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Tail lights and brake lights are located at the rear end of the vehicle. Both are usually covered by a single external housing一but does that mean they’re technically the same? Let’s find out. 

What’s the Difference Between Tail Lights and Brake Lights?

The main difference between tail lights and brake lights is that the former lights up as soon as the headlights are turned on, while the latter only engages upon stepping on the brake pedal. While both lights are red, brake lights tend to emit a more luminous red light.

Close up of car tail light
One filament inside the bulb is for the tail light and the other filament is for the brake light.

Are My Tail Lights and Brake Lights Using the Same Bulb? 

On many vehicles, the tail lights and brake lights share the same bulb. One filament inside the bulb is for the tail light and the other filament is for the brake light. There are also some vehicles that have a separate bulb for each circuit.

You can determine whether your brake lights and tail lights share the same bulb by having an assistant press the brake pedal and noting which bulb illuminates within the tail light assembly.

As an aside, on most vehicles, the brake lights (stop lights) double as turn signals. Typically, the stop lamps are wired through the turn signal switch and its flasher or module so that when the stop lights are activated and a turn signal is selected, the stop light on that side of the car will flash. Exceptions would be vehicles with stand-alone turn signals, which are usually orange rather than red and only serve as turn signals or hazard flashers.

The tail lights, on the other hand, may share the same bulb but aren’t as bright as the turn signal/brake lights, which are brighter and pull more current.

How to Check Your Rear Lights

Your vehicle’s tail lights and brake lights are essential safety components not only for you but for other drivers as well. These lights allow your vehicle to be seen during low-visibility conditions and alert other drivers that you’re slowing down, so it’s important to ensure they’re working properly before driving.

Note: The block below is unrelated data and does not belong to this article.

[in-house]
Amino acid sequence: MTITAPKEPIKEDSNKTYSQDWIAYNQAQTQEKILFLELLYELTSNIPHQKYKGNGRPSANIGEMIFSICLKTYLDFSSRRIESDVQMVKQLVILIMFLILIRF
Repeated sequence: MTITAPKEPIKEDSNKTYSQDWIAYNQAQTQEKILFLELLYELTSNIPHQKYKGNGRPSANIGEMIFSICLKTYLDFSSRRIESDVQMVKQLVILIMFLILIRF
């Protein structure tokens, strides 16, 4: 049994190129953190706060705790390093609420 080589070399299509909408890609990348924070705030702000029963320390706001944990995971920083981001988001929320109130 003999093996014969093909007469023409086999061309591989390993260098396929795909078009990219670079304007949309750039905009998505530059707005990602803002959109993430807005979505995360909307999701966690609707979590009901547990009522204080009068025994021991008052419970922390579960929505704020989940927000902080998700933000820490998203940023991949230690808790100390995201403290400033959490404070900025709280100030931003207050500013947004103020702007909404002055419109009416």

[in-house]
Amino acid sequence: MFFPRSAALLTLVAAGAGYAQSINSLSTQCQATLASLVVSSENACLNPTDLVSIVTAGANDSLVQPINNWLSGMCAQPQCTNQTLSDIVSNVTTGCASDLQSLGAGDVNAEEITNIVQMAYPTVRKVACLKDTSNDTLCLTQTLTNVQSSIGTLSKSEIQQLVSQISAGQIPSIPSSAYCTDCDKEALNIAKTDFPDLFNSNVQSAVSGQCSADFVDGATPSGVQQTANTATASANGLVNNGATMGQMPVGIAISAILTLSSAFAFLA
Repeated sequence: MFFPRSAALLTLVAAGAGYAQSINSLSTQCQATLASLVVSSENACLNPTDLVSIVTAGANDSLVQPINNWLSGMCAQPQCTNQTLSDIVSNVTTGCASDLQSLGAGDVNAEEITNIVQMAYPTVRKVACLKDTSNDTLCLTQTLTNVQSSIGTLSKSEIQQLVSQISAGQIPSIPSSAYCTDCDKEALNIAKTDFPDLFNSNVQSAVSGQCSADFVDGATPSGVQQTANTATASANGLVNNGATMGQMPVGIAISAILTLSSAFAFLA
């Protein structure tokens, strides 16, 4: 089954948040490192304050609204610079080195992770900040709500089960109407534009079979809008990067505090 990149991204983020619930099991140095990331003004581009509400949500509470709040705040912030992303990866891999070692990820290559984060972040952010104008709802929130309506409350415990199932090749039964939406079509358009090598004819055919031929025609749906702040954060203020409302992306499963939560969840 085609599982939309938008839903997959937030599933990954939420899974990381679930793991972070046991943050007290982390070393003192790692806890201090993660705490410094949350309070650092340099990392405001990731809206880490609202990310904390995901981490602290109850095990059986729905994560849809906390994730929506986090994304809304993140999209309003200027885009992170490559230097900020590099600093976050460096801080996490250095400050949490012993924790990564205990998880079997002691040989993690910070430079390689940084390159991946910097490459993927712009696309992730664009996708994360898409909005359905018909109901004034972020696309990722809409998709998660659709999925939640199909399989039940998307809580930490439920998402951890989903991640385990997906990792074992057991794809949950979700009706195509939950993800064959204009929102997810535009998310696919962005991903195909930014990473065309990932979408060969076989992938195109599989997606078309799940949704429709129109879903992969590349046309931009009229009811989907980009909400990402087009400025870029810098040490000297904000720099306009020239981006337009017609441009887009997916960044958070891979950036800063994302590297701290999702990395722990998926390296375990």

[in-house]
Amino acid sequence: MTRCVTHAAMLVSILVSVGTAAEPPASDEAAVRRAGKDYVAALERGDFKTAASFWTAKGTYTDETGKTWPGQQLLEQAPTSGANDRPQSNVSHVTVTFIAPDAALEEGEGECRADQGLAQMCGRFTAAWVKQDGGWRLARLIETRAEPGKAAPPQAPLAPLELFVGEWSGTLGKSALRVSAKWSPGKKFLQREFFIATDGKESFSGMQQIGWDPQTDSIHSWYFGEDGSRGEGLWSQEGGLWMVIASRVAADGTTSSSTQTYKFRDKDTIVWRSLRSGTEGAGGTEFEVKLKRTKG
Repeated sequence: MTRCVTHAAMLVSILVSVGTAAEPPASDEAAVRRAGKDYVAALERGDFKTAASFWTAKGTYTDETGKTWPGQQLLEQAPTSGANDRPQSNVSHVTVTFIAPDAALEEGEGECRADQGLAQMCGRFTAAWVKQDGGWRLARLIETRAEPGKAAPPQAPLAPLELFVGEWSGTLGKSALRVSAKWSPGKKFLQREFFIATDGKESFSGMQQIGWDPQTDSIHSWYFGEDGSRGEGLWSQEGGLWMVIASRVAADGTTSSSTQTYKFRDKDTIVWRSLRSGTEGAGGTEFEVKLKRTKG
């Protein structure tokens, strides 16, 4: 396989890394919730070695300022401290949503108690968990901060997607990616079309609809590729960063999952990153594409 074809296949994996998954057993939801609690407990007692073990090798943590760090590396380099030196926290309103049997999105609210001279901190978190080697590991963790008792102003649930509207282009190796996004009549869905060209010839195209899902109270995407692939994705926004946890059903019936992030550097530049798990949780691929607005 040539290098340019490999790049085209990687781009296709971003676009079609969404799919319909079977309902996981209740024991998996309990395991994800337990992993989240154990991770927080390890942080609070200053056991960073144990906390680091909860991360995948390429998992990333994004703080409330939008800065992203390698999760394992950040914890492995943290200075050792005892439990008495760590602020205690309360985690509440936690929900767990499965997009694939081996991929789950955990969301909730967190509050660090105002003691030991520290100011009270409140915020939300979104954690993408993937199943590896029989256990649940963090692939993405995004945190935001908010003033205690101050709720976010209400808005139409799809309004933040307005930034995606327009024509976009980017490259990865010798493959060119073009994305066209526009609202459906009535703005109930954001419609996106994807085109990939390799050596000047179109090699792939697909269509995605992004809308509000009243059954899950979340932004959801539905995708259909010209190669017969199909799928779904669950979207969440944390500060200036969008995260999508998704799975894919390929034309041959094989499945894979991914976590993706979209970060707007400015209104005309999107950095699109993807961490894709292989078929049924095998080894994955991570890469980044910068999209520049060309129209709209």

On many vehicles, the tail light circuit also feeds the instrument lamps, so that if the tail lamp fuse is blown, the instrument lamps are also inoperative. On vehicles wired this way, the instrument lamps will have a separate fuse between the tail light circuit and the instrument panel lamps.

To check if your rear lights are working, turn on the headlights. The tail lights should glow red once they’re on. Next, have someone stand behind your vehicle to check the brake lights. They should shine brighter than the tail lights once you step on the brake pedal.

What Causes Rear Lights to Fail?

There are several reasons that may cause a tail light or brake light to fail. These include:

Burnt Bulb

A burnt bulb is one of the most common reasons for tail lights and brake lights to fail. If you notice your tail lights aren’t working but the brake lights are (and vice versa), it may be time for a bulb replacement. 

Circuit Problems 

Circuit problems, such as damaged wiring and corroded bulb sockets, can result in inoperative rear lighting.

If you have wired a lot of other lights (trailer lamps, aftermarket running board or clearance lamps, etc.) to your tail lamp wiring circuit, the part of the headlight switch that feeds the tail lamps can fail due to overheating. The OEM tail light wiring can also fail and melt its way into other wires. This happens more than you think. Aftermarket wiring should include a relay to carry the extra load.

Blown-Out Fuse

If a fuse blows out, power is cut off from the lights, preventing them from turning on.

car brake light switch
If your brake lights stay on after you’ve stopped stepping on the brake pedal, you may be dealing with a bad brake light switch.

Faulty Brake Light Switch 

If your brake lights stay on after you’ve stopped stepping on the brake pedal (or they don’t come on at all with the pedal depressed), you may be dealing with a bad brake light switch. In some cases, the switch contacts may stick t, causing the switch to continuously supply power to the brake lights even when you’re not stepping on the brake pedal.

The brake light switch may also slip out of position, create a space between its plunger and the pedal, and prevent the switch from being turned off.

Get Your Tail Lights Installed. Get $100 Cash Back.

Any information provided on this Website is for informational purposes only and is not intended to replace consultation with a professional mechanic. The accuracy and timeliness of the information may change from the time of publication.

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